Slovenian beer turns sour as state fire sale of monopoly Lasko looms
By Zoran Radosavljevic, Reuters
December 27, 2013, 12:09 am TWN
LJUBLJANA, Slovenia-A decade ago, with Slovenia cruising towards membership in the European Union, a local brewery called Union caught the eye of Belgian beer giant Interbrew.
Union and its larger rival, Lasko, are national treasures in Slovenia, a question of allegiance that divides beer drinkers the same way soccer splits Manchester between City and United.
Determined to keep Union in Slovenian hands, the country used every trick it knew to thwart Interbrew's advances.
Finally it gifted Union to Lasko, brushing aside complaints from Interbrew and creating a monopoly that to this day controls 80 percent of the Slovenian beer market.
Then came the hangover.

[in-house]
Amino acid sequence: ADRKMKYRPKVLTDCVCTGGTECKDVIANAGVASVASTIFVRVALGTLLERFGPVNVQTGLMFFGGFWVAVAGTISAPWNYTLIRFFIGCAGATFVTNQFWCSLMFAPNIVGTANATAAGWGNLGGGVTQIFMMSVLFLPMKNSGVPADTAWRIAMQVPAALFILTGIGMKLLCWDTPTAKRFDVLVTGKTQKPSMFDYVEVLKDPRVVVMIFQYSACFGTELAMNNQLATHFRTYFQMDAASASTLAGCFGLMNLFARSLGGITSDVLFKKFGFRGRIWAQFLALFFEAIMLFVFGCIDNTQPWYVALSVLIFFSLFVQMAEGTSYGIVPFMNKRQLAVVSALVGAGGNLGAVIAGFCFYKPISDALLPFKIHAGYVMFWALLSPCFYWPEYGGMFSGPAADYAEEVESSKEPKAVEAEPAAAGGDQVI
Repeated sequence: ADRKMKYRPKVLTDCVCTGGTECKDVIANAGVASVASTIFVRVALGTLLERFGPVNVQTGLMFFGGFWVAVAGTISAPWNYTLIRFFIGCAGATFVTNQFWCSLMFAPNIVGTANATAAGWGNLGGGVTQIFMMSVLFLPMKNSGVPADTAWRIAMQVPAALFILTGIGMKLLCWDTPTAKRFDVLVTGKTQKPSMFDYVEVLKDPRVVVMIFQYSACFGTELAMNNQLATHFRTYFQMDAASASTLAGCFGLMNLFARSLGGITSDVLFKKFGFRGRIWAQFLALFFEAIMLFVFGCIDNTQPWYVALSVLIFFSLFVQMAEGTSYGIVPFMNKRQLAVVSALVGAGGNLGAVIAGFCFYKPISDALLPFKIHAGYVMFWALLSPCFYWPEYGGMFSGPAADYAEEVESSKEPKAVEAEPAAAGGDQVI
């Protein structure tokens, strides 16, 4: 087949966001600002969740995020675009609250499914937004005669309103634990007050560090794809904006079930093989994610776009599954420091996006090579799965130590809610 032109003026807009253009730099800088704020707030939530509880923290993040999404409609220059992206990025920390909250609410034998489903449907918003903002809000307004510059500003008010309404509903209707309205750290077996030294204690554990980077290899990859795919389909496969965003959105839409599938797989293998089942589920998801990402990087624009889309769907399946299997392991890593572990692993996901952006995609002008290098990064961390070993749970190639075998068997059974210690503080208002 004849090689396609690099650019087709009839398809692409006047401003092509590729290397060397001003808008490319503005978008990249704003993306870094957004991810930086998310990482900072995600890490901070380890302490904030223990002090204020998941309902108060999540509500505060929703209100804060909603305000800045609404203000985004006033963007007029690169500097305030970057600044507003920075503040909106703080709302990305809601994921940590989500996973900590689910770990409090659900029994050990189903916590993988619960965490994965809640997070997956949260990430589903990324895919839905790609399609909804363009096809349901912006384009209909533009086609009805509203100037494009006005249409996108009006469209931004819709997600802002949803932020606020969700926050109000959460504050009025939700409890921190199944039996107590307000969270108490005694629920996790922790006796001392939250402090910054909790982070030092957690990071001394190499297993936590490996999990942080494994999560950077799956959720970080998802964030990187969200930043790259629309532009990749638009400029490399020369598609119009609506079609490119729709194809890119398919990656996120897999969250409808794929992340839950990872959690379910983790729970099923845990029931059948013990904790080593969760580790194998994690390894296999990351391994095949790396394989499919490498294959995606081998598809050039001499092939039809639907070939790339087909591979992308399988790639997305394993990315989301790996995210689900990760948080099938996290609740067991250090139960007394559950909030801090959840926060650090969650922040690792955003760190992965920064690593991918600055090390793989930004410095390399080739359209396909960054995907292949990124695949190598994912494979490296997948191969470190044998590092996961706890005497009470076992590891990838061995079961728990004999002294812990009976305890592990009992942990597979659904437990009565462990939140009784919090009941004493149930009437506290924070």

Ten years and millions of euros in accumulated debt later, Lasko is one of dozens of companies controlled directly or indirectly by the Slovenian state that face being sold in a fire sale of national assets to steady the country's finances.
If all goes well, Slovenia will avoid becoming the latest eurozone country to need a bailout. Its battle is a reminder that the eurozone debt crisis is still casting shadows.
“We reckoned we all stood to profit,” Dusan Siljan, a former head of sales at Lasko who retired this week, said of the merger with Union.
“There would be no competition and, together, we had a better chance of staving off a possible new takeover attempt by Interbrew,” said Siljan, who represents 1,000 small shareholders controlling around 5 percent of the brewery.
Now, he says, Lasko risks being sold “far below the real price,” as Slovenia races to raise money, cut its deficit and reform the public sector.
'Protecting national interests'
The former Yugoslav republic of 2 million people, tucked below the Alps, revealed a 4.8 billion euro hole in its mainly state-run banking system two weeks ago, the result of loans turned sour when exports hit a wall with the onset of the global economic downturn.